01 Jan ‘Have you got any New Year’s resolutions?’

‘Have you got any New Year’s resolutions?’ The familiar question many of us were asked amidst the champagne corks and final throes of festive indulgence earlier this week. Each year almost 50% of us take the admirable decision to make the most of the New Year ahead with a resolution to give up one of our vices or take up something we consider to be worthwhile. Unfortunately, history tells us that within a week’s time, 25% of the people who made New Year’s resolutions will already have broken them and indeed, some studies suggest as few as 8% of us will go on to realise our goals.

That’s why we’ve taken a look at New Year’s resolutions from a Behaviour Change point of view and come up with a few tips to help you achieve yours.

Making a resolution is a commitment to change our future behaviour and is usually a very rational decision. It’s difficult to argue with the merits of giving up smoking to improve our health or taking up a language we’ve always wanted to learn. However these big, rational decisions are the relatively easy ones, since they are made in the rose-tinted dawn of the New Year and don’t yet require us to actually do anything. Much harder are all the consequent small decisions repeated every day that follows, such as ‘shall I satisfy my craving with a cigarette or hold back’; ‘shall I spend an hour conjugating Italian verbs or watch reality TV’.

Our brains use heuristics or mental shortcuts to make these highly frequent decisions quickly. Unfortunately being shortcuts they don’t always make the most rational decision for us in the long term. Instead they choose the option which will take least mental energy without doing too much harm in the short term. This is often based on repeating our previous behaviour. For example, every year lots of us take the rational decision to get fit and join the gym. By mid-February, 60% of the gym memberships we sign up for in the New Year are unused, as each day we make the unconscious choice to do something else instead – wasting £37m a year in Britain alone.

USA new year resolutions

Most resolutions involve stopping doing something e.g. cutting down on drinking, or starting doing something e.g. taking up a new hobby. Even more ambitiously, some involve doing both – for example, eating less unhealthy foods and doing more exercise to improve your health and fitness.

Whatever you are seeking to do, here are a few Behaviour Change tips to help you be successful with your 2016 resolutions.

Giving things up

•   Make it public – this doesn’t mean you need to post your weight loss goal on Facebook or email it to the entire office, but our inbuilt commitment bias means that once we have committed publicly to others that we will do something we are much more likely to follow through. Maybe start by just telling a few friends though!

•   Make the alternative more accessible – make alternatives easier to get to than what you are giving up. When Google moved confectionery in their canteens into opaque coloured containers and healthy snacks into clear containers, consumption of confectionery dropped by 30% even though it was still available, just a little less visible. Put the treats away (or even leave a trip to the store between you and temptation) and keep the healthy alternatives to hand.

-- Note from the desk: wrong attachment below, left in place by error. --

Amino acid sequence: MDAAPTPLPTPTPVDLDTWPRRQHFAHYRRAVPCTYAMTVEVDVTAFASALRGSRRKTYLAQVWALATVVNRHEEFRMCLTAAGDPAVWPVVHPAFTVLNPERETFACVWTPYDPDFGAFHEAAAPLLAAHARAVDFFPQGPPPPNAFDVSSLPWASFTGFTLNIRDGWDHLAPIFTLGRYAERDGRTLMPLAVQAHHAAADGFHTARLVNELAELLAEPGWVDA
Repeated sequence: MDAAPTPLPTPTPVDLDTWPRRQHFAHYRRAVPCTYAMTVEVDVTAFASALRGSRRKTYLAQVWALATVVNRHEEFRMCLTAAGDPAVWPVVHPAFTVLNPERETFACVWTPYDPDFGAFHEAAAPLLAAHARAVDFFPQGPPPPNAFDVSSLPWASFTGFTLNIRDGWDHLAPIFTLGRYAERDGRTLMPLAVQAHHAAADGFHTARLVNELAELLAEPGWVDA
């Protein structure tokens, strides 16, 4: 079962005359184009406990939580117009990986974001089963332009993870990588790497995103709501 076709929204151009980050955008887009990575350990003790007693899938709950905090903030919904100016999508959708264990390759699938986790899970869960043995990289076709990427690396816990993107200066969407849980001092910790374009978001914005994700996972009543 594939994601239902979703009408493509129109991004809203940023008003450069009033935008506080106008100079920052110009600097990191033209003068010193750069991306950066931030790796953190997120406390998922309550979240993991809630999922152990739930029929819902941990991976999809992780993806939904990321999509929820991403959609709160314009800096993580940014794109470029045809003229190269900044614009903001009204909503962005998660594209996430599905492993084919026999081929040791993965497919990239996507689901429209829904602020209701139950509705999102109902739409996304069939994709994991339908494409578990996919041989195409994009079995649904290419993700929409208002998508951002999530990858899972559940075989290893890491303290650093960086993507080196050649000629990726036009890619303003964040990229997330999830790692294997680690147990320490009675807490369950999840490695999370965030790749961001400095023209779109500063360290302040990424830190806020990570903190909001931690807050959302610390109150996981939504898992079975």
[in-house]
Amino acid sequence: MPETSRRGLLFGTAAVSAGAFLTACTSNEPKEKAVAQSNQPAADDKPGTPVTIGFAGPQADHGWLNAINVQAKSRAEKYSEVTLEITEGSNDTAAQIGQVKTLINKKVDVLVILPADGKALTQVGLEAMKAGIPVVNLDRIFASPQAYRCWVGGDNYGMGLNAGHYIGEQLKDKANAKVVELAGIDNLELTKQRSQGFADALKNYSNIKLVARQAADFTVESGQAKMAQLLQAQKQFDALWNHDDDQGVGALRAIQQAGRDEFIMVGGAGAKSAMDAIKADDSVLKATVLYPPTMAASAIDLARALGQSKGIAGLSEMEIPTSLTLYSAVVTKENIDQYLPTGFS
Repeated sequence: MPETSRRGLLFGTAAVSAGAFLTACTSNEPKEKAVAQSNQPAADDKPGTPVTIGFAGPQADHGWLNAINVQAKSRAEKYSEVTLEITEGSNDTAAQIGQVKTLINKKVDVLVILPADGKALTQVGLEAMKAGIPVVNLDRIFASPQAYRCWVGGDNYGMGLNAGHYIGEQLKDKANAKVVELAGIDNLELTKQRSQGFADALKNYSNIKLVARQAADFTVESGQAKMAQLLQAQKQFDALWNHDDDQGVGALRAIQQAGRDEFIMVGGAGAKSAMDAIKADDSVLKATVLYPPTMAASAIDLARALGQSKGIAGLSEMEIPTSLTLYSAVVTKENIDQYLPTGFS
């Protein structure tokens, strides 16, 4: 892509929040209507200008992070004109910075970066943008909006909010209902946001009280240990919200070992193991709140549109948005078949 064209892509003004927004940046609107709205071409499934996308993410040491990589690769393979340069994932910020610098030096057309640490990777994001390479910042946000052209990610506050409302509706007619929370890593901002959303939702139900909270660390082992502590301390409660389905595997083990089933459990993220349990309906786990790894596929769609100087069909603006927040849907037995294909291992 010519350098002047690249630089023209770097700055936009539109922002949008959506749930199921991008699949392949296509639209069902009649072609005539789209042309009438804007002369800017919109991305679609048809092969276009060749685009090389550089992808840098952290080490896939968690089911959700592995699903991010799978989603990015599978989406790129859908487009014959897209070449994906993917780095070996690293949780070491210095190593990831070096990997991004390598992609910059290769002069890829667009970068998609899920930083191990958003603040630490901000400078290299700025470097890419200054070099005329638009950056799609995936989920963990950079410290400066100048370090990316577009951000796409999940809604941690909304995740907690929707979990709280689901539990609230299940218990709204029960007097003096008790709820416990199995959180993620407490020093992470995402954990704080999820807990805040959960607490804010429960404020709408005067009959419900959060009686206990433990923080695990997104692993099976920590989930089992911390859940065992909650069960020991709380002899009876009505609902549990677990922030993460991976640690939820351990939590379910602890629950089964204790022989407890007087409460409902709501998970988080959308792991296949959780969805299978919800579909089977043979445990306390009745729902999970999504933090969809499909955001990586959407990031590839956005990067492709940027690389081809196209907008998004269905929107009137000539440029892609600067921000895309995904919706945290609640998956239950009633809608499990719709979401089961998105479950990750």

•   Make rewards immediate – we know that we favour immediate benefits over ones that will arrive sometime in the future. We also discount the perceived value of any delayed reward as a result of the delay (hyperbolic discounting). Try to give yourself small rewards along the way and you’re more likely to succeed than if you get no reward until you’ve achieved your far away goal.

Taking something up

•   Priming – it is proven that exposure to stimulus influences our subsequent thoughts and actions. Leverage this effect to bring things closer to the surface of your mind by for example strategically placing your trainers by the door so they are the first thing you see when you come in, or having a small picture of the national flag from the language you want to learn in your kitchen.

•   Be social, get a buddy or join a club – our behaviour is hugely influenced by what we consider right or normal. Joining other people who are also doing or taking up the activity you want to start can be a great help and also creates a public commitment.

•   Make it the default behaviour – we have an innate bias which prefers the current state of affairs and avoids unnecessary cognitive effort. Make stopping at the gym on Tuesday nights the rule rather than the exception instead of deciding whether to go on a night by night basis. Try programming your GPS in advance to direct you straight there or book the same class each week to strengthen the default behaviour.

And finally, if you do have a blip don’t beat yourself up about it and consider your resolution irretrievably broken. Studies show that we tend to have a somewhat binary view of our behaviour which heavily influences us. This means once we stop being healthy and eat a treat, we are more likely to see ourselves as being an unhealthy person and “sin” again tomorrow. Equally if we’ve been going to the gym and feeling healthy we’re more likely to resist that extra treat. Once you have ‘fallen off the wagon’ try to reset your goal to start again tomorrow rather than simply saying ‘that’s it then, the resolution’s gone’.

Triniti Marketing is a consultancy specialising in Behaviour Change Marketing (BCM). We use the latest findings in Marketing Science and Behavioural Economics to understand how people make decisions, to help our clients win more customers. If you have a Behaviour Change Challenge you’d like to talk about please get in touch with us at: info@triniti-m.com